In the end Myanmar holds all the cards, according to Chinese sources, as the last thing Beijing wants is for construction to resume. In fact the Myanmar government is also keen to find a face-saving way of putting the issue to rest. A week ago Myanmar President Htin Kyaw announced the formation of a committee to review all hydropower projects in Kachin state, including the Myitsone dam.
But as Ms Suu Kyi will discover on her visit, the China's top priority is the Kyuakphu special economic zone. The oil and gas pipelines and the fast speed train line from there to Kunming are already important economic investments. The Chinese have being trying to convince the Myanmar government to make the economic zone a government-to-government project, as with Thilawa (Japan) and Dawei (Thailand). The previous government effectively, though reluctantly, gave them the concession.
At issue is the joint venture to build the deep-sea port there. Originally it seemed as though Chinese companies had won the tender, but now this seems to be in doubt as a major Thai firm is pushing hard to be involved. This port would be crucial for the rigging and supplying of offshore oil and gas operations. But for Beijing it is far more important as a transport and communications link from China's south to the Andaman Sea. It is a critical part of China's strategic vision -- one road, one belt, better known as the new Silk Road.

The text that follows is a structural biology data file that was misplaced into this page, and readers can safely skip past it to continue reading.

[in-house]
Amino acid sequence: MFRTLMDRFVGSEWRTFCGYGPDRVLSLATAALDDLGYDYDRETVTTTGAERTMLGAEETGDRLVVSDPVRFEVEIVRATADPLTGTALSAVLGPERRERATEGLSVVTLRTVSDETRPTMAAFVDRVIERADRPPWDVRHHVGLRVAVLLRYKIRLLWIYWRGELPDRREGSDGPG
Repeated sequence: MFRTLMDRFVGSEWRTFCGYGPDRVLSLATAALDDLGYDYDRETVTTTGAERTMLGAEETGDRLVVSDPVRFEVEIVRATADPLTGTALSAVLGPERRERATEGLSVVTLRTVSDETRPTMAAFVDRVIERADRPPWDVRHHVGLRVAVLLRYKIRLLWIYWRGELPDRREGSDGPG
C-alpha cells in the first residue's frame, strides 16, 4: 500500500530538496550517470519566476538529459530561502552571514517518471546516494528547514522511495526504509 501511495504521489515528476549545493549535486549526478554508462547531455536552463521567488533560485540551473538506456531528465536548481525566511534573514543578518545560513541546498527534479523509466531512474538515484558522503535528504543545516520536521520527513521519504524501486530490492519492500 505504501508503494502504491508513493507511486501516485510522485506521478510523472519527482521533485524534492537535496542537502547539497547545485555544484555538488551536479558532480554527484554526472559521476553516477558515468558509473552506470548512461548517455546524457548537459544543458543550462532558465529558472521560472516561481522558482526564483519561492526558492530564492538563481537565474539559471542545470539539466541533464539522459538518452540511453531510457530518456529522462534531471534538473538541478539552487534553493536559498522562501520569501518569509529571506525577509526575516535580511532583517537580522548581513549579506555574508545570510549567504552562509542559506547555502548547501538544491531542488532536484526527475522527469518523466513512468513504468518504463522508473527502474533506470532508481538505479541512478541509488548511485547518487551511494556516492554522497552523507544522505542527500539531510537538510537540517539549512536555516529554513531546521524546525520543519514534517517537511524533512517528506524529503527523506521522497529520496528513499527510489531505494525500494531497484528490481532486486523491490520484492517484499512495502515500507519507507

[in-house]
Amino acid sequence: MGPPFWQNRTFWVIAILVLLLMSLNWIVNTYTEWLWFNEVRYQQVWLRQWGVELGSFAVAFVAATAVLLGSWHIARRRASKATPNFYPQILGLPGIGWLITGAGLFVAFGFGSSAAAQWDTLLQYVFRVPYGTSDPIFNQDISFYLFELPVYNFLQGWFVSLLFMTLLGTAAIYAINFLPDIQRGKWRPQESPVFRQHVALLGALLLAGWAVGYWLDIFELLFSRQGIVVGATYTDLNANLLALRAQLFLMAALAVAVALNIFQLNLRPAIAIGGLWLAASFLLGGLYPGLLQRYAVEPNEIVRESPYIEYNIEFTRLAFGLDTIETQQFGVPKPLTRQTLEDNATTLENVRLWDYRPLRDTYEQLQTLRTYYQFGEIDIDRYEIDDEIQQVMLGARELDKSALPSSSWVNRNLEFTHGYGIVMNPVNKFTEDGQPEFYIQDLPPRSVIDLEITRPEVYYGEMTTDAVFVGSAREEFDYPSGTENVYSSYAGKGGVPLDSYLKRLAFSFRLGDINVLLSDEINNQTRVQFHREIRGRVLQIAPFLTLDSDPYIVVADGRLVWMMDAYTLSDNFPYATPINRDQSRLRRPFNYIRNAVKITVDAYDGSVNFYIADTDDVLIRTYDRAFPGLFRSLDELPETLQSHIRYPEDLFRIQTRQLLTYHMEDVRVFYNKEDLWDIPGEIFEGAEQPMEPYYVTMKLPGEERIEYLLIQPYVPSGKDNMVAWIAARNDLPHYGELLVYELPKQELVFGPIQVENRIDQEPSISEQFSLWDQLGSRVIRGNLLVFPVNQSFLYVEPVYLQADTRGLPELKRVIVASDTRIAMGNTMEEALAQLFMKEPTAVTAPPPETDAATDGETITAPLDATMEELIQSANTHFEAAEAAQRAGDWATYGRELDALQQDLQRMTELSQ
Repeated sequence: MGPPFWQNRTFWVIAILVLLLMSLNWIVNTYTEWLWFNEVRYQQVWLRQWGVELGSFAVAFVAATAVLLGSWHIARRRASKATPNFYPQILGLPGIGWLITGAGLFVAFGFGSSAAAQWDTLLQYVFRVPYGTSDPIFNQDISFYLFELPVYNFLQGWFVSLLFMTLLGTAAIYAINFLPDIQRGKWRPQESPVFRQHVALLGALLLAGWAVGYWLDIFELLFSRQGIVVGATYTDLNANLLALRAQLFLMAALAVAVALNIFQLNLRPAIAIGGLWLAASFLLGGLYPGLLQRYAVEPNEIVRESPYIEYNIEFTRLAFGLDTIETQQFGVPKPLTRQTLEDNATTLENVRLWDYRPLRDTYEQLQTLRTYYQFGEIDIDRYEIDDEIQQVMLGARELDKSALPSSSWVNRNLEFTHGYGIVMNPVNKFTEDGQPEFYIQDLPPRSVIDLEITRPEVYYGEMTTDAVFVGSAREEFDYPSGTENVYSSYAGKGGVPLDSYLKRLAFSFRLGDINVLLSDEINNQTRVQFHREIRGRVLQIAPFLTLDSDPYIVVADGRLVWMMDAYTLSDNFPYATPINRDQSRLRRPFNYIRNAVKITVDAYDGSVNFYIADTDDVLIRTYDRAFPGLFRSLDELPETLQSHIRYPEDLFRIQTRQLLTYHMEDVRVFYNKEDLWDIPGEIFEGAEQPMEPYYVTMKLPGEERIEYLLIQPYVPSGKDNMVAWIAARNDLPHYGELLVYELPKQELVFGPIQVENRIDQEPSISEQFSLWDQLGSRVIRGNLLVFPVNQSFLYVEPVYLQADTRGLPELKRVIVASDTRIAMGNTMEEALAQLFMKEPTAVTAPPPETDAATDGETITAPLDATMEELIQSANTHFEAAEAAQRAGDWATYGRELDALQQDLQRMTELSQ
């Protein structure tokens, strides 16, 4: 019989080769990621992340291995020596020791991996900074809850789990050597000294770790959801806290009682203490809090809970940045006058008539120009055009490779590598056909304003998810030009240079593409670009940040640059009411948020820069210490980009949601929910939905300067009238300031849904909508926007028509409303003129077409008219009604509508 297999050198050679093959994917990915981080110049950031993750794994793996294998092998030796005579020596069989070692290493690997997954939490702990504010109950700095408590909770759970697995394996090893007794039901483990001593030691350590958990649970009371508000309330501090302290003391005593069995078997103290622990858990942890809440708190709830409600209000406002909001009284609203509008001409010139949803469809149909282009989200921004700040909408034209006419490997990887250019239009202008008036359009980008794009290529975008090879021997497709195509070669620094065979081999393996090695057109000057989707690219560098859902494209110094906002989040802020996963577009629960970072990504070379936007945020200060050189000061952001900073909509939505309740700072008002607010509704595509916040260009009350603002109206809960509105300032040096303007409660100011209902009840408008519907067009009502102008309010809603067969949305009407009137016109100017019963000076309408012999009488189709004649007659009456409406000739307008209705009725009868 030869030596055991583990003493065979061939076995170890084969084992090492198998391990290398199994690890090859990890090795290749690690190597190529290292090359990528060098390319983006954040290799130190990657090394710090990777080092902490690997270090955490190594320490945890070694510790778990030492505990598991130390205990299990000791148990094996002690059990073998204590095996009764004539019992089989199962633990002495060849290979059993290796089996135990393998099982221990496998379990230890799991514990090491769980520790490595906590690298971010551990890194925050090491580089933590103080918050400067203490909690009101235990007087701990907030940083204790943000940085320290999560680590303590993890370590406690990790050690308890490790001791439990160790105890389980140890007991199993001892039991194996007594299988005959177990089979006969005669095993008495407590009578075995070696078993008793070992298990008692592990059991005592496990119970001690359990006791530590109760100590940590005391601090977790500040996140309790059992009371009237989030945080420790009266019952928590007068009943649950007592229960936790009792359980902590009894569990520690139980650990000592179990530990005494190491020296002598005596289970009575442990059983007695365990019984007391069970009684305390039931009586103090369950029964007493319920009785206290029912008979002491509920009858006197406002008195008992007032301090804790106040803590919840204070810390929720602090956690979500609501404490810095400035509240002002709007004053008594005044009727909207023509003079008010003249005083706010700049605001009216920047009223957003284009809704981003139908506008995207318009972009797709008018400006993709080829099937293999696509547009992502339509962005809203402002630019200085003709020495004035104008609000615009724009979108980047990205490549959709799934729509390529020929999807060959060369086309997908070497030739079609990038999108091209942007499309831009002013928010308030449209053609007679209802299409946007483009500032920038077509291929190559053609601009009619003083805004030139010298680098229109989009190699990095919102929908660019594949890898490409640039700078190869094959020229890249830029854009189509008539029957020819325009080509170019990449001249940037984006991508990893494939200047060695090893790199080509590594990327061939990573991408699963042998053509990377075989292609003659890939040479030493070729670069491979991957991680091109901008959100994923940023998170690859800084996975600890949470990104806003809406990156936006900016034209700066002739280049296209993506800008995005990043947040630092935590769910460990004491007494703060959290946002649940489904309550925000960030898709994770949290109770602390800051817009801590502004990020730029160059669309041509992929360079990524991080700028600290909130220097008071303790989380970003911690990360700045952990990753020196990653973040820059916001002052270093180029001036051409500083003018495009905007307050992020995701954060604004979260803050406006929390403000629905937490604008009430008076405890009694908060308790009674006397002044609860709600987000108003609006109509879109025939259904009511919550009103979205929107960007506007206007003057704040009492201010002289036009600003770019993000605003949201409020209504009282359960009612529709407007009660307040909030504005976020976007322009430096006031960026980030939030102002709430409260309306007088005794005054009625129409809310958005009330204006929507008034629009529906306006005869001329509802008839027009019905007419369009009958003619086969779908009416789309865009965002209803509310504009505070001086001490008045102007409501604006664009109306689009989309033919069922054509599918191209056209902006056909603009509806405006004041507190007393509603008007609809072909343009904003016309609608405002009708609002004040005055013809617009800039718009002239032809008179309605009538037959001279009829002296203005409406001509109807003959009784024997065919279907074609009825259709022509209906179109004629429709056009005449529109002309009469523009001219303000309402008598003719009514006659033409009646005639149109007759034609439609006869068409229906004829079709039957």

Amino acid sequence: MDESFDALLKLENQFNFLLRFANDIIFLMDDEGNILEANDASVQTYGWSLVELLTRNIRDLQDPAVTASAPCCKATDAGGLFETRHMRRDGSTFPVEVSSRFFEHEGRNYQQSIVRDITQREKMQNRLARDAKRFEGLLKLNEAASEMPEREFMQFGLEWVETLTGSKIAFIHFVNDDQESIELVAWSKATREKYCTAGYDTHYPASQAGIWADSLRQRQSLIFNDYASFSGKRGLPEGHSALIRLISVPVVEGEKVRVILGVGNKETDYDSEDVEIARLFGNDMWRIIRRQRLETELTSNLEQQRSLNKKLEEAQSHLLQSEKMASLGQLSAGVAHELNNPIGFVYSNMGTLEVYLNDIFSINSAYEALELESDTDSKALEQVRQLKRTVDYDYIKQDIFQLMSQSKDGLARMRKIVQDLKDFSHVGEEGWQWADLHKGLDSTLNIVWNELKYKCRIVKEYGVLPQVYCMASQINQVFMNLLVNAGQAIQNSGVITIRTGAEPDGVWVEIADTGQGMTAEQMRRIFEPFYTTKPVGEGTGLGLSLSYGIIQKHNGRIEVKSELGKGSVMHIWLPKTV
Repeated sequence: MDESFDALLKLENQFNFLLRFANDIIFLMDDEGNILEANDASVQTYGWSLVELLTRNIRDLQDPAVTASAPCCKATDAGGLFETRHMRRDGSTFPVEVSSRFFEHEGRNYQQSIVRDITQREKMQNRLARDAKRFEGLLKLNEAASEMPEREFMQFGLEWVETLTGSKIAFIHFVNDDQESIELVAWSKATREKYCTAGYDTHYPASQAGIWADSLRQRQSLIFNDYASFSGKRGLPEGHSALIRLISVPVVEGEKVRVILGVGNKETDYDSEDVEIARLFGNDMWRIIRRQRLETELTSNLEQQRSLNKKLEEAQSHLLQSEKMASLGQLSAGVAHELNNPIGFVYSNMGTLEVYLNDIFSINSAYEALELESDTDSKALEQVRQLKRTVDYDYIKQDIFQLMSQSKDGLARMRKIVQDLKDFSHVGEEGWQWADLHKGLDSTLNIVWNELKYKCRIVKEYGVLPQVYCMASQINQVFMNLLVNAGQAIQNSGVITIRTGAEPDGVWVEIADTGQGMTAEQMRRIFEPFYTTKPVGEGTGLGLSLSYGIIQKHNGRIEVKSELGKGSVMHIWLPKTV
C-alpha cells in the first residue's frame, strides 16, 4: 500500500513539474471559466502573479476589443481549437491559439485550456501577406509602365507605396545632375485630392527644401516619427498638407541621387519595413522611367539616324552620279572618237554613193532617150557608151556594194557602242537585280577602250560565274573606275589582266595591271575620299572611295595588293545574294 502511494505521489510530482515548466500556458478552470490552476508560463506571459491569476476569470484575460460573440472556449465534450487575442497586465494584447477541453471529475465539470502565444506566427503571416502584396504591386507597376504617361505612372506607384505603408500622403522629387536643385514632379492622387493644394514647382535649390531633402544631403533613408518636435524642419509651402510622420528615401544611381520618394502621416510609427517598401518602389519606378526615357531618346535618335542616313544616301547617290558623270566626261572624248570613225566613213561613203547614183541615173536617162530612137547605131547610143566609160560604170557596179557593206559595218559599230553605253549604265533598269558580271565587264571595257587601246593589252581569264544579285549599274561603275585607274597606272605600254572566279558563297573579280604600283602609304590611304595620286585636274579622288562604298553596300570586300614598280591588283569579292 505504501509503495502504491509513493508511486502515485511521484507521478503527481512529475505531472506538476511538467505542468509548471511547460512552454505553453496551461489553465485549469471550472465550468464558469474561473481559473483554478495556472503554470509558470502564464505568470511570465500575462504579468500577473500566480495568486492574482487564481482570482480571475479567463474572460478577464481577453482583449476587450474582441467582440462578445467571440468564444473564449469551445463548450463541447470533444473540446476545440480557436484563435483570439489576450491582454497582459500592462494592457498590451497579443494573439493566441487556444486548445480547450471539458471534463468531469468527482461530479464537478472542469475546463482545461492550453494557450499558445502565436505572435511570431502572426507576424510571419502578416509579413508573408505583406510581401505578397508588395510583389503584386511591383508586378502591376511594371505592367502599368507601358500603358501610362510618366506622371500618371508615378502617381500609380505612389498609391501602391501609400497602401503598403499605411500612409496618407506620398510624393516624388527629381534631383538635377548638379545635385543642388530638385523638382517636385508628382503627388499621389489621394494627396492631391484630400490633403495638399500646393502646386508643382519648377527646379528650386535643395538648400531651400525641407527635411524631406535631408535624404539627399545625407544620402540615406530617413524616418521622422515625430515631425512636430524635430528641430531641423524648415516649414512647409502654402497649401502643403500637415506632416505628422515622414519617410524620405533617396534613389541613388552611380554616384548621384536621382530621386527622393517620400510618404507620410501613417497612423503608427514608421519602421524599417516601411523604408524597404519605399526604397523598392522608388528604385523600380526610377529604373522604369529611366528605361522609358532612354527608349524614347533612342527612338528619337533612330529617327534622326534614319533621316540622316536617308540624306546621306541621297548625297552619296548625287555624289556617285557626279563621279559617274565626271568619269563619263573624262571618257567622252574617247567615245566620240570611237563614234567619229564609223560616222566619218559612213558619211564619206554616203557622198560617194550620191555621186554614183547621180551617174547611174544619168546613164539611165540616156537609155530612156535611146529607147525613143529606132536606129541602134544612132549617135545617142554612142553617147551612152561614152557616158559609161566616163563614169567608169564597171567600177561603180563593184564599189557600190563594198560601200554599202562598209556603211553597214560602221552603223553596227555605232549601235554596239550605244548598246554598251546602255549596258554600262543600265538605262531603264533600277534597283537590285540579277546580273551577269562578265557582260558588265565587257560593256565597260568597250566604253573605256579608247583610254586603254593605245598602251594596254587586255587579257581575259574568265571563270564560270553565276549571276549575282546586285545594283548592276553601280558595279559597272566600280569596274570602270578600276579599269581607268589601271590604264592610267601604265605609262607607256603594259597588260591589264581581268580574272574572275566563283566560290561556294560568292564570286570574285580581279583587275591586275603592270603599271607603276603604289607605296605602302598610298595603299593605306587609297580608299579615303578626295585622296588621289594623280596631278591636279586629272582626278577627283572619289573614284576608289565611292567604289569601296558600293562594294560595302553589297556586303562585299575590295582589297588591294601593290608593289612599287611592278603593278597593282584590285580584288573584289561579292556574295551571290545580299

For Ms Suu Kyi, two weeks before the planned 21st Century Panglong Conference with the country's ethnic minorities and rebel armies, the peace process is likely to be top of her agenda. Several of the major ethnic groups, all situated in the border areas with China -- the Wa and Mongla group, and to a lesser degree the Kachin -- are closely allied with China. Beijing's attitude could be crucial to their participation and active involvement in the process.
Beijing has prompted them to be proactive. As a result both groups met Ms Suu Kyi in Nay Pyi Taw two weeks ago -- and after further discussion with government negotiators have agreed to participate in the planned peace summit later this month. China's active support for the peace process will make it easier for the new initiative to move forward.
While the sensitive border areas will generally be a significant theme in talks between the two neighbours, there are also major strategic issues at stake too. Of course Beijing will want to convince Ms Suu Kyi of their position on the South China Sea. But Beijing is also worried about Myanmar's apparent efforts to break free from their dependence on China.
The Chinese are worried about this, especially the military commander-in-chief, Senior General Min Aung Hlaing's efforts to distance the military from their previous close relationship. When China's Minister of State Security Geng Huichang visited Nay Pyi Taw last month he effectively warned the army chief he was playing with fire, especially cosying up to the Russians. Ms Suu Kyi is certain to hear the same message -- though much more diplomatically.
A specialist on Myanmar
Larry Jagan is a specialist on Myanmar and a former BBC World Service News editor for the region.